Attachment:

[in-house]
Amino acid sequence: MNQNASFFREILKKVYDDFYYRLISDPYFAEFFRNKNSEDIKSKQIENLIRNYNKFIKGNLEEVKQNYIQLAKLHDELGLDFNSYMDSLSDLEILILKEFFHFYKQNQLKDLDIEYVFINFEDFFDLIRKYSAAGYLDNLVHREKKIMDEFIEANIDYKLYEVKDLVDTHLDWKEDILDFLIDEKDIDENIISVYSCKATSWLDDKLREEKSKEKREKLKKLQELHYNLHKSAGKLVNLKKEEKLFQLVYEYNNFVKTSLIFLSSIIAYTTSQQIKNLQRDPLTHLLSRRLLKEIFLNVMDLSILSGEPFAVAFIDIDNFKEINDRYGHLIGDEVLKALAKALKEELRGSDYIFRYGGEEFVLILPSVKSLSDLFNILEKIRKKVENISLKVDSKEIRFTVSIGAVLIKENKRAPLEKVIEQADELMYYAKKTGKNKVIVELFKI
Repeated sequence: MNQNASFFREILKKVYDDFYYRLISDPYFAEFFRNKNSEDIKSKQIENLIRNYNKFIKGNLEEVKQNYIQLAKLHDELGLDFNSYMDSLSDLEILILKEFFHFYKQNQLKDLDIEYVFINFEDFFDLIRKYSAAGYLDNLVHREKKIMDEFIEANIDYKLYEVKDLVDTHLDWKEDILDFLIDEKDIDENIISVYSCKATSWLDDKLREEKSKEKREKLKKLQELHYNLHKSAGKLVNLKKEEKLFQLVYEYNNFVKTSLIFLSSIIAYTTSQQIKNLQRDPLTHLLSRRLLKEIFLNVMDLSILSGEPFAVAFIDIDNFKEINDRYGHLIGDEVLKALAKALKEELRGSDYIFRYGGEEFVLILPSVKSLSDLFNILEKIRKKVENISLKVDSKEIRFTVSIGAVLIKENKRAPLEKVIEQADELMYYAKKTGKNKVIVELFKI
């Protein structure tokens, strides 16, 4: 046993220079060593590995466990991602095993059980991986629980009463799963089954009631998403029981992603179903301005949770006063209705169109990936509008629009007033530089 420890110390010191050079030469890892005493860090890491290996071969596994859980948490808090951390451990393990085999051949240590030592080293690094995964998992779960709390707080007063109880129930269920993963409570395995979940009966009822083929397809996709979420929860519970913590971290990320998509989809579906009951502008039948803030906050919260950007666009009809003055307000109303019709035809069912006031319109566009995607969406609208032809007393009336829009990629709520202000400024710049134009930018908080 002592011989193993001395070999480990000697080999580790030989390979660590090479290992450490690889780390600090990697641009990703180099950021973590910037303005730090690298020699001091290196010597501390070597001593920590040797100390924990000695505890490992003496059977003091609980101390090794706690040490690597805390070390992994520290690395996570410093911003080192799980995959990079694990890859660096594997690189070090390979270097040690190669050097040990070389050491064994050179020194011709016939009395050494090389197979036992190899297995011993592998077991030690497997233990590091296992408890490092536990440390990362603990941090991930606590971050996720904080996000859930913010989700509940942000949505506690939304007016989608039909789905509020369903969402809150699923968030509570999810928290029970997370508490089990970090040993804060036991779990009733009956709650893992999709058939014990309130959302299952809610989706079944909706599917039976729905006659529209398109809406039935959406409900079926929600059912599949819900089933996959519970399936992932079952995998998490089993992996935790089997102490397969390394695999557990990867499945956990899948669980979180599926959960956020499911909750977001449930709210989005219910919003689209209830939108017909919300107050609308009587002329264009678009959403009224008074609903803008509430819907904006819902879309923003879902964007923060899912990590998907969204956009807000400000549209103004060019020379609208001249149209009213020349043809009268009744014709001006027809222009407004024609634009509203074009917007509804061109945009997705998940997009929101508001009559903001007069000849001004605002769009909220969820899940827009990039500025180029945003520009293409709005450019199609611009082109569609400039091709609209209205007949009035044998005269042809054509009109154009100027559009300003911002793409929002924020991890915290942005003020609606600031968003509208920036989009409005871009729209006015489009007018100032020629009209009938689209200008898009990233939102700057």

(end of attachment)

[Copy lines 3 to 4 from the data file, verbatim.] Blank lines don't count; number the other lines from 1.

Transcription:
Repeated sequence: MNQNASFFREILKKVYDDFYYRLISDPYFAEFFRNKNSEDIKSKQIENLIRNYNKFIKGNLEEVKQNYIQLAKLHDELGLDFNSYMDSLSDLEILILKEFFHFYKQNQLKDLDIEYVFINFEDFFDLIRKYSAAGYLDNLVHREKKIMDEFIEANIDYKLYEVKDLVDTHLDWKEDILDFLIDEKDIDENIISVYSCKATSWLDDKLREEKSKEKREKLKKLQELHYNLHKSAGKLVNLKKEEKLFQLVYEYNNFVKTSLIFLSSIIAYTTSQQIKNLQRDPLTHLLSRRLLKEIFLNVMDLSILSGEPFAVAFIDIDNFKEINDRYGHLIGDEVLKALAKALKEELRGSDYIFRYGGEEFVLILPSVKSLSDLFNILEKIRKKVENISLKVDSKEIRFTVSIGAVLIKENKRAPLEKVIEQADELMYYAKKTGKNKVIVELFKI
């Protein structure tokens, strides 16, 4: 046993220079060593590995466990991602095993059980991986629980009463799963089954009631998403029981992603179903301005949770006063209705169109990936509008629009007033530089 420890110390010191050079030469890892005493860090890491290996071969596994859980948490808090951390451990393990085999051949240590030592080293690094995964998992779960709390707080007063109880129930269920993963409570395995979940009966009822083929397809996709979420929860519970913590971290990320998509989809579906009951502008039948803030906050919260950007666009009809003055307000109303019709035809069912006031319109566009995607969406609208032809007393009336829009990629709520202000400024710049134009930018908080 002592011989193993001395070999480990000697080999580790030989390979660590090479290992450490690889780390600090990697641009990703180099950021973590910037303005730090690298020699001091290196010597501390070597001593920590040797100390924990000695505890490992003496059977003091609980101390090794706690040490690597805390070390992994520290690395996570410093911003080192799980995959990079694990890859660096594997690189070090390979270097040690190669050097040990070389050491064994050179020194011709016939009395050494090389197979036992190899297995011993592998077991030690497997233990590091296992408890490092536990440390990362603990941090991930606590971050996720904080996000859930913010989700509940942000949505506690939304007016989608039909789905509020369903969402809150699923968030509570999810928290029970997370508490089990970090040993804060036991779990009733009956709650893992999709058939014990309130959302299952809610989706079944909706599917039976729905006659529209398109809406039935959406409900079926929600059912599949819900089933996959519970399936992932079952995998998490089993992996935790089997102490397969390394695999557990990867499945956990899948669980979180599926959960956020499911909750977001449930709210989005219910919003689209209830939108017909919300107050609308009587002329264009678009959403009224008074609903803008509430819907904006819902879309923003879902964007923060899912990590998907969204956009807000400000549209103004060019020379609208001249149209009213020349043809009268009744014709001006027809222009407004024609634009509203074009917007509804061109945009997705998940997009929101508001009559903001007069000849001004605002769009909220969820899940827009990039500025180029945003520009293409709005450019199609611009082109569609400039091709609209209205007949009035044998005269042809054509009109154009100027559009300003911002793409929002924020991890915290942005003020609606600031968003509208920036989009409005871009729209006015489009007018100032020629009209009938689209200008898009990233939102700057």